Turning oil tanks into eco-friendly park

Update: September, 30/2018 - 09:00
Great view: The glass hall in Tank 1. Photo courtesy of Lee Seokyong
Viet Nam News

By Lê Hương

Seoul has many different types of parks, including ecological parks designed to preserve certain rare types of flora and fauna. Among 18 parks throughout  the city, The Oil Tank Culture Park in Nanjido in the northwestern part of the city is among the newest.

The park is an eco-friendly cultural space together with other previous successful projects by the authorities that converted the Nanji Landfill into Pyeonghwa Park, Noeul Park, Haneul Park, Nanjicheon Park, and the Sangam Digital Media City.

Situated at the western wing of the Seoul World Cup Stadium, near the foot of Maebongsan Mountain, the site now receives hundreds of people each day, who take part in various cultural activities, camp or just learn about the country’s history in the 1970s.

A part of history

According to Lee Taewon, a guide at the site, the original five oil tanks, designated as a first class security installation, were buried and entry was strictly prohibited.

“Since the 1970’s the tanks were hidden underground. The 1973 Yom Kippur War impacted oil production and the price hike lead to the construction of an oil depot by Seoul’s Metropolitan Government, from 1976 to 1978, to secure public welfare,” she said.

“Yet the facility was considered dangerous, as it was so close to the Seoul World Cup Stadium for the Korea-Japan World Cup in 2002,” she added.

Thus, city authorities relocated the oil reserve tanks.

In 2013, the city held an open contest seeking designs to utilise the empty area.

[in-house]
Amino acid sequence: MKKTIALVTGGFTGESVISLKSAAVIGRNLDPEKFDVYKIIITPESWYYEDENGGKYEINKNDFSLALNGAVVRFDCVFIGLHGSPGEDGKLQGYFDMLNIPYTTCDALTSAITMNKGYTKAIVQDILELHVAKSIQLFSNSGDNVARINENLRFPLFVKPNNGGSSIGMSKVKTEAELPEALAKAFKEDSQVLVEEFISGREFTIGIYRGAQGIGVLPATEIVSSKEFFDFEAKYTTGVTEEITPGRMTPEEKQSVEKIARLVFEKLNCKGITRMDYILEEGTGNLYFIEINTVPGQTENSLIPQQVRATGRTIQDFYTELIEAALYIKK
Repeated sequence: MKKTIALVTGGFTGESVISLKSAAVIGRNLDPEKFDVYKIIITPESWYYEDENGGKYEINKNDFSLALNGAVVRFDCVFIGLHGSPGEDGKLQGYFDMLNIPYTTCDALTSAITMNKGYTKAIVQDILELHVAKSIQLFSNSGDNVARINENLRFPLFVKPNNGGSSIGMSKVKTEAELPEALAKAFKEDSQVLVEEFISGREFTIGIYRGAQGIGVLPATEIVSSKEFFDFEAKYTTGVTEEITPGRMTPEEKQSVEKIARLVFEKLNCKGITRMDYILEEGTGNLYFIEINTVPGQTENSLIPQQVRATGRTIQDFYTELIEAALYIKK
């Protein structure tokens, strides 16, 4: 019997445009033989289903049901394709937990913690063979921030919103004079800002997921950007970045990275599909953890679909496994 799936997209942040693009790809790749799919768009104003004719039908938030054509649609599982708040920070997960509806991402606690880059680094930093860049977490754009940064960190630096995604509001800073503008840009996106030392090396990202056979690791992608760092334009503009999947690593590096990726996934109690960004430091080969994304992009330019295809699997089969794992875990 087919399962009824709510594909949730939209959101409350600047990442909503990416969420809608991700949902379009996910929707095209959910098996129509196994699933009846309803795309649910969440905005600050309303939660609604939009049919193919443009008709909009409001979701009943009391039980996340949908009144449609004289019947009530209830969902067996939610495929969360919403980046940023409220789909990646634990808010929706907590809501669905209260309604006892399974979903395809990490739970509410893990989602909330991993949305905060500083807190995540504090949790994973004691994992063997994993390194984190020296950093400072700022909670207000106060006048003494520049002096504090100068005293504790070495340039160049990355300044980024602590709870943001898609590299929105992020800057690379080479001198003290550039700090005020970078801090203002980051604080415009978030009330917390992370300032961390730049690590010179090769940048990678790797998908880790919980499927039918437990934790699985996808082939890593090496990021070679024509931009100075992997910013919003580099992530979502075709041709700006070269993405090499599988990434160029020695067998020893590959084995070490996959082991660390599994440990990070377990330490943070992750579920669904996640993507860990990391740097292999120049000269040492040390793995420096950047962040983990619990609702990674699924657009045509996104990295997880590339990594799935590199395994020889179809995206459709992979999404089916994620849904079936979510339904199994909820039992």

The renovation of the Mapo Oil Depot came to an end in September 2017, with 5 buildings redesigned from the former five oil tanks and a new building made mostly from materials unloaded from two of the five tanks.

The five tanks are either preserved in their original forms or converted into "Glass Pavilion", an outdoor and indoor stage; "Culture Complex"; and "Story Hall", which serves as a museum of the site and South Korea’s oil history.

Hidden stories

Tank 1 is a multi-purpose space for performances, lectures and exhibitions with rocky terrain blended with the building.

It uses the concrete retaining walls of the dismantled tank and is surrounded with a glass wall and roof.

Natural setting: The industrial site has been turned into a cultural site with many plants and flowers. VNS Photo Lê Hương
Outdoor venue: The outdoor stage at Tank 2, a popular site for photographers. VNS Photo Lê Hương
Industrial: Tank 6 seen from afar. VNS Photo Lê Hương

However, Lee said the most popular space for visitors is Tank 2.

Surrounded by more rocky features, Tank 2 is not reconstructed but left empty. The tank’s remaining lower walls, and shielding walls, by themselves, form a perfect structure for the outdoor stage.

“I like this natural stage,” said Tae Jihoon, a photographer working at the site. “It embraces the sky, mountain, and wind. It’s a good site for photos.”

“The surroundings work as a natural sound box, so you can see the stage does not have electronic speakers at all.”

Visitor Kim Seojun, however prefer Tank 3’s story.

“After walking up a gentle slope, I can see its rusting steel,” she said. “The tank is empty and isolated like an island, where I can get an aerial view of the whole valley. I enjoy the cool wind on the hill and think of the past and future.”

Tank 5 now serves as an exhibition hall, telling the past and present of the park. It displays the full story of the Oil Tank Culture Park through videos, objects and photos.

“I have visited various museums,” said Lee Haeun, a 6th grader visiting the site, “But I like this as I’m interested in oil and power.”

“I’m impressed with the circular route exhibition hall and enjoy 360-degree images projected onto the tank walls,” she said.

According to tour guide Lee, all the structures in the park are designed to use renewable energy produced by the geothermal heat pump for both cooling and heating.

“The park’s water supply for toilets is recycled from 30-tonne water processing facilities and 300-tonne rainwater recycling facilities,” she said.

"All constructions have been certified as Green Standard for Energy and Environmental Design buildings," she added. VNS